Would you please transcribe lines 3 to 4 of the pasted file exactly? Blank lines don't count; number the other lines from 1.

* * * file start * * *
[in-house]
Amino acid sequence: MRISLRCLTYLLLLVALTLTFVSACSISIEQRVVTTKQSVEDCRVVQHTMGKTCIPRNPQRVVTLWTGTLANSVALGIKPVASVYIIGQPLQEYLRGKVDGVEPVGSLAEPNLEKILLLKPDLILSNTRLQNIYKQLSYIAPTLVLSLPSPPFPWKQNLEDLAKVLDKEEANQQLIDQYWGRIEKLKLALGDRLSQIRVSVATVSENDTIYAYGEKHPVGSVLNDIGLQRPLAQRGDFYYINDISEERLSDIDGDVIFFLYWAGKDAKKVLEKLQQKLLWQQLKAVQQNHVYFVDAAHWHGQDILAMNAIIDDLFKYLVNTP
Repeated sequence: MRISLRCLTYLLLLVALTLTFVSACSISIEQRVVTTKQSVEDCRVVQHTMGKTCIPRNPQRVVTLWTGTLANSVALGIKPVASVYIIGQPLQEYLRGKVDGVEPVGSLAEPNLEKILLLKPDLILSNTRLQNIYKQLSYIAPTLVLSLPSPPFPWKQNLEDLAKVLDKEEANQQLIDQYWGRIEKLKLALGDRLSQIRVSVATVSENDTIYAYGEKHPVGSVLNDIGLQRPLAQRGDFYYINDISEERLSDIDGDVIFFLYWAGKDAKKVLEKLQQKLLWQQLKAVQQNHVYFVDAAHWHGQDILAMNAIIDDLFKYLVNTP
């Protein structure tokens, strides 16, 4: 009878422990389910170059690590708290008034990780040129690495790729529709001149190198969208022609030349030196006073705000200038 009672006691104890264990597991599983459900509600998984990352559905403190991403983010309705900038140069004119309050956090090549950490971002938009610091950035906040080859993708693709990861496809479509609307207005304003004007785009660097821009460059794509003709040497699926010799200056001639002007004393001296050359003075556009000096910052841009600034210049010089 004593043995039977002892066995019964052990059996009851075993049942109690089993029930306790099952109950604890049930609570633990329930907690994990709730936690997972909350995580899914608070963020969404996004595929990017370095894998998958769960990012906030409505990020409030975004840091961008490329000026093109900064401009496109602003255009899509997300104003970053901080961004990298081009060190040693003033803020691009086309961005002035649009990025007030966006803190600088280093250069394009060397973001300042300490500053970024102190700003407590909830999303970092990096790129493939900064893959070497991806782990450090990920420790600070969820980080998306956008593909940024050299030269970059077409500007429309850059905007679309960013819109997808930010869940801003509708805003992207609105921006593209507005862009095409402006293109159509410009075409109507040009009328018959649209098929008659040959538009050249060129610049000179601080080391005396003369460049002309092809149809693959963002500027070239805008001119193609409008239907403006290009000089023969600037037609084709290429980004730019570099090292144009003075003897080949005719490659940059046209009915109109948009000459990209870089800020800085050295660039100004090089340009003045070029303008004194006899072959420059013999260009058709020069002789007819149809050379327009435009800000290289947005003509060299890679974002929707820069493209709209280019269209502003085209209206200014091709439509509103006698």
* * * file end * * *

Repeated sequence: MRISLRCLTYLLLLVALTLTFVSACSISIEQRVVTTKQSVEDCRVVQHTMGKTCIPRNPQRVVTLWTGTLANSVALGIKPVASVYIIGQPLQEYLRGKVDGVEPVGSLAEPNLEKILLLKPDLILSNTRLQNIYKQLSYIAPTLVLSLPSPPFPWKQNLEDLAKVLDKEEANQQLIDQYWGRIEKLKLALGDRLSQIRVSVATVSENDTIYAYGEKHPVGSVLNDIGLQRPLAQRGDFYYINDISEERLSDIDGDVIFFLYWAGKDAKKVLEKLQQKLLWQQLKAVQQNHVYFVDAAHWHGQDILAMNAIIDDLFKYLVNTP
């Protein structure tokens, strides 16, 4: 009878422990389910170059690590708290008034990780040129690495790729529709001149190198969208022609030349030196006073705000200038 009672006691104890264990597991599983459900509600998984990352559905403190991403983010309705900038140069004119309050956090090549950490971002938009610091950035906040080859993708693709990861496809479509609307207005304003004007785009660097821009460059794509003709040497699926010799200056001639002007004393001296050359003075556009000096910052841009600034210049010089 004593043995039977002892066995019964052990059996009851075993049942109690089993029930306790099952109950604890049930609570633990329930907690994990709730936690997972909350995580899914608070963020969404996004595929990017370095894998998958769960990012906030409505990020409030975004840091961008490329000026093109900064401009496109602003255009899509997300104003970053901080961004990298081009060190040693003033803020691009086309961005002035649009990025007030966006803190600088280093250069394009060397973001300042300490500053970024102190700003407590909830999303970092990096790129493939900064893959070497991806782990450090990920420790600070969820980080998306956008593909940024050299030269970059077409500007429309850059905007679309960013819109997808930010869940801003509708805003992207609105921006593209507005862009095409402006293109159509410009075409109507040009009328018959649209098929008659040959538009050249060129610049000179601080080391005396003369460049002309092809149809693959963002500027070239805008001119193609409008239907403006290009000089023969600037037609084709290429980004730019570099090292144009003075003897080949005719490659940059046209009915109109948009000459990209870089800020800085050295660039100004090089340009003045070029303008004194006899072959420059013999260009058709020069002789007819149809050379327009435009800000290289947005003509060299890679974002929707820069493209709209280019269209502003085209209206200014091709439509509103006698």